That is why, based on our colleagues’ feedback, we developed the Suggestions for Use feature. Which leads me to best practice number four...
4 - Complete the “Suggestions for Use” When Sharing Materials
When you generously choose to share a material, regardless of how it “looks,” you can add a few words in the Suggestions for Use space to capture what you did with the material that made it a useful part of your instruction. It takes a moment, but it’s a really good feeling to know you’re helping someone else have the kinds of teaching experiences we all strive for. And when you add your Suggestions for Use, rest assured some else is adding the same for you when you browse their shared materials!
An example is a very plain-looking assignment/organizer I have shared to go along with the novel, “The House on Mango Street” by Sandra Cisneros. The assignment is to create vignettes inspired by personal experiences in the style of Cisneros. That’s it – just instructions. But my Suggestions for Use describe how we turned those vignettes into actual books designed by my students and showcased during a daylong “Book Signing Event” to which parents and administrators were invited along with students in each class period. Each participant was given sticky notes for writing and attaching positive comments to the student-created books on display all over the room. Students were so motivated by preparing for this event, the work was amazing, and the pride on students faces as they read their sticky note comments was one of the most fulfilling experiences of my career. You won’t see that on the assignment, but you will see the potential after reading my Suggestions for Use.
So, share away and add those Suggestions for Use whenever you want to showcase the sparkle! Materials that are downloaded can be adapted, and even decorated, by the new user without changing the original, so don’t hold back!
5 - Connect with Members on our Dedicated Bluebird Teaching Facebook, Instagram, and LinkedIn Spaces
Bluebird Teaching is all about strong connections among community members. There are so many things to do in our social media spaces. You can join discussions, seek advice, and get answers to questions that are specific to your needs. You can ask for materials you need that are not yet available in "Discover." You can also find teachers interested in ongoing collaboration on lesson plans, classroom activities, or online projects — the possibilities are limited only by your imagination! Jump right in on topics that you care about to exchange ideas and wisdom in a productive way that helps everyone grow. And don't forget to share some smiles and laugh a little along the way!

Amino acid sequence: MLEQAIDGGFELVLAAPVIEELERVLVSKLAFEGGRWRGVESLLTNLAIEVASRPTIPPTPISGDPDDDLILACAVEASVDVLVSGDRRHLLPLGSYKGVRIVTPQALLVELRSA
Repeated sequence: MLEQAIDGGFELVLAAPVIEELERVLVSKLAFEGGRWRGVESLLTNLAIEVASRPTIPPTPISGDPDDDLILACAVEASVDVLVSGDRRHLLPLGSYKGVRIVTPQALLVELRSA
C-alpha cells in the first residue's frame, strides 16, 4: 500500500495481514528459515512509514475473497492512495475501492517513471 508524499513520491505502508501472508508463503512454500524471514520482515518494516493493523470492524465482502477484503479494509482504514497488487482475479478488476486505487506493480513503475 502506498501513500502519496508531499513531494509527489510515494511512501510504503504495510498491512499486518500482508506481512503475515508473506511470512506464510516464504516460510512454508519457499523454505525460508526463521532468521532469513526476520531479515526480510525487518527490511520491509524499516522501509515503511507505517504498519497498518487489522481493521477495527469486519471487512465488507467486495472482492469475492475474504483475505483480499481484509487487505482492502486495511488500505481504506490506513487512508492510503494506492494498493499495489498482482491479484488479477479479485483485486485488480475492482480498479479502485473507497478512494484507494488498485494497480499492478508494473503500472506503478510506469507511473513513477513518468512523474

Make it a habit to Connect with Bluebird Teaching members on our social media spaces least once daily as a well-deserved way to relax. Get inspired and respond to member posts so we can get to know each other. Share compliments on materials you’ve downloaded, ask general questions, and share wisdom with the entire membership. The possibilities are endless. And please be sure to share us on your page!
You are also welcome to announce materials you have just uploaded and shared: What high school English teacher wouldn’t want to know that a poetry writing guide has just become available? What math teacher wouldn’t be happy to see that a problem-solving anchor chart is now available? You can also ask for materials you need. Because we are newly launched, our materials base needs time to grow. Why not post a request and see if a member has something they are willing to share? This community is all about supporting one another, so asking for help is expected and encouraged. You can also seek collaborators in the general space as well as Collaboration Central if you have a one-time request.
The focus of Bluebird Teaching is on creating a space where members know they are “seen,” valued, and cared for. There’s so much emphasis on self-care these days (sadly, much of it lip service), but maybe the real key to self-care is having access to a caring community that shares with one another. None of us is alone as a member of Bluebird Teaching.
I do hope these five best practices have inspired you to use the site and socials daily in ways that help you save your time and stress. Let’s get together and have some fun!